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Thomas Ashton Institute for Risk and Regulatory Research

Building Safety Network

In the aftermath of the Grenfell fire, HM Government commissioned Dame Judith Hackitt FREng to undertake an ‘Independent Review of Building Regulations and Fire Safety.’ Her review uncovered systemic failings that undermined the safety of people living in high-rise residential buildings across the country.

The new Building Safety Act (2022) goes some way to providing a legislative framework for addressing the failures identified in the Hackitt Report, yet an integrated and nuanced research approach to underpin its implementation is still underdeveloped.

man, woman and a child looking at a tall block of flats being developed

The urgent need for regulatory ‘reform,’ transformation in central government policy-making in the context of housing and improvement of the Building Regulations are widely accepted as necessary actions following the tragic events leading up to Grenfell. Minister Gove’s statement on 28/01/22 reflects this in his assertion that “faulty and ambiguous (guidance and regulations) allowed unscrupulous people to exploit a broken system.”

Building on interdisciplinary research from The University of Manchester's expertise in housing safety, the social science of infrastructure and housing, and research on standards and policy, the goal of the Building Safety Network (BSN) is to create a community of scholars, industry experts, officials and representative bodies who together will help inform the future of building safety policy and practice through internationally excellent co-produced research.

Pump-priming funding from The University of Manchester sought to initiate a cross-faculty, interdisciplinary Building Safety Network (BSN) with the aim of developing a UKRI cross-council funding bid to fully establish the network on a national scale.

Network aims

The programme of activity stimulated by the network will re-energise attempts to tackle entrenched problems within a sector that is scarred by the tragedy at Grenfell and stymied by fragmented relationships between designers, constructors, building owners, managers, and residents. The network’s activities will be set within a genuinely transdisciplinary environment – bridging the expertise of the School of Engineering and the School of Social Sciences with the needs of building residents. The BSN will create a community of UK-based expertise, engaging experts from fields ranging from high-risk safety engineering to anthropology of the built environment.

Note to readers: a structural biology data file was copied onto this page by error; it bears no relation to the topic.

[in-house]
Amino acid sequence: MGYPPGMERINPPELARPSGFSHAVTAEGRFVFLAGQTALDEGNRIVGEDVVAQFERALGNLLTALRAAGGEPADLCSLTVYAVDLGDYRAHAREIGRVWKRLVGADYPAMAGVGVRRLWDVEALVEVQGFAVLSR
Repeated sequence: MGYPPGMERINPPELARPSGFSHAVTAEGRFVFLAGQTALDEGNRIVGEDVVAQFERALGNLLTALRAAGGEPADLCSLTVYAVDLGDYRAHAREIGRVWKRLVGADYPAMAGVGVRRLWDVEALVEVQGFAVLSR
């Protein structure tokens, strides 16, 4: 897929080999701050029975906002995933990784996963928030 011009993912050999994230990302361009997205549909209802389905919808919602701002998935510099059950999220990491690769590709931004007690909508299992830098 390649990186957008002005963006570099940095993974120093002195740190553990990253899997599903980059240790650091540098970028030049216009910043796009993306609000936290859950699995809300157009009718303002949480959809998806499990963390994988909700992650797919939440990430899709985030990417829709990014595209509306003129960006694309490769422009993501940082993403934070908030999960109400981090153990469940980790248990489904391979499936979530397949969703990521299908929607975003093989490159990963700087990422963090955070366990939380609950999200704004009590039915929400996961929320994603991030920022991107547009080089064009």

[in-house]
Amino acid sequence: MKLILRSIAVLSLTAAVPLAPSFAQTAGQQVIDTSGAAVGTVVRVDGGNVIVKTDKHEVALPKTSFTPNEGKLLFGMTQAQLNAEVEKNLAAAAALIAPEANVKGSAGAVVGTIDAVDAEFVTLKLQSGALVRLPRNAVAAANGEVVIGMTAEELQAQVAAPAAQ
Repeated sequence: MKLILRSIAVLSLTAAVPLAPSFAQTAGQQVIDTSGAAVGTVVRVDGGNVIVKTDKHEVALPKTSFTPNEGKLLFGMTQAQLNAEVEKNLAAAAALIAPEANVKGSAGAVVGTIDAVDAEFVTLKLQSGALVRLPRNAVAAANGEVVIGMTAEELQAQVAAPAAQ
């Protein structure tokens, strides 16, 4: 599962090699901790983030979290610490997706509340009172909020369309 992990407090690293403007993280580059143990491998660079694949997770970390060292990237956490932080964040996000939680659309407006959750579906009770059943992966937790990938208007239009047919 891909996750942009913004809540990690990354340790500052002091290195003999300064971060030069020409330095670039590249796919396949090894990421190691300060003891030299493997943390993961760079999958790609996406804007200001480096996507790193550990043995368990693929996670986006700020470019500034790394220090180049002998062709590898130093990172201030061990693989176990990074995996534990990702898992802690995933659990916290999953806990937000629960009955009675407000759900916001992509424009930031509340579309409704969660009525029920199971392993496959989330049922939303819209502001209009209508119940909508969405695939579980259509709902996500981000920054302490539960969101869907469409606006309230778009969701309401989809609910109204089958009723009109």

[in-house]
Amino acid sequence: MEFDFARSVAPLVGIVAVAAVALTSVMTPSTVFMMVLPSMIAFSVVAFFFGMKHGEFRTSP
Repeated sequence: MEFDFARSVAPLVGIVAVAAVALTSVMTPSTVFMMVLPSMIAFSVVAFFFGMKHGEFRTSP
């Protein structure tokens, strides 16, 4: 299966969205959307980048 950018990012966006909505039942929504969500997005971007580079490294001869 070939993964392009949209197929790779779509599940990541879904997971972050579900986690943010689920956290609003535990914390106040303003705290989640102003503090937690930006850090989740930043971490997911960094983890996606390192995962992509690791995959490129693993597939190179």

It aims to amplify interdisciplinary research approaches to building safety and promote knowledge exchange across boundaries to address under-explored dimensions of risk, trust, quality, procurement, management, and transparency.

Our work

The network will explore the relevant explicit or implied changes and requirements resulting from the Building Safety Act 2022; this may include consideration of the implicit ‘burdens’ or ‘needs’ placed on building residents and the role of the building safety manager and the accountable person in assuring golden thread workflows. Some of these measures will be directly legislated for in the Act, while in other areas, powers for the Government and/or Building Safety Regulator to take forward detailed requirements through secondary legislation may emerge. We are also interested in the procedures for accessing the Housing Ombudsman – and the perceived legitimacy of this body from the perspectives of trust and independence. We aim to consider these regulatory frameworks within a larger landscape of resident empowerment, the intersection of housing politics and industry, and wider questions of public trust.

Such activities require joined-up and comprehensive research approaches, linking critically engaged social research that engages with a shifting political and socio-economic landscape with technical questions of structural integrity, material properties, analysis of procurement and construction process, and practice-orientated methodologies that ensure research leads to meaningful change in the sector.


This research/work has been supported by The University of Manchester Research Institute (UMRI) Pump-Priming Programme.

Project team

The challenges we have identified transcend the engineering, physical and social sciences and cannot be addressed in the absence of a genuinely inter-disciplinary approach. The research team reflects the interdisciplinary challenge.

Get involved

If you would like to be a part of the Building Safety Network, please complete this short form: Building Safety Network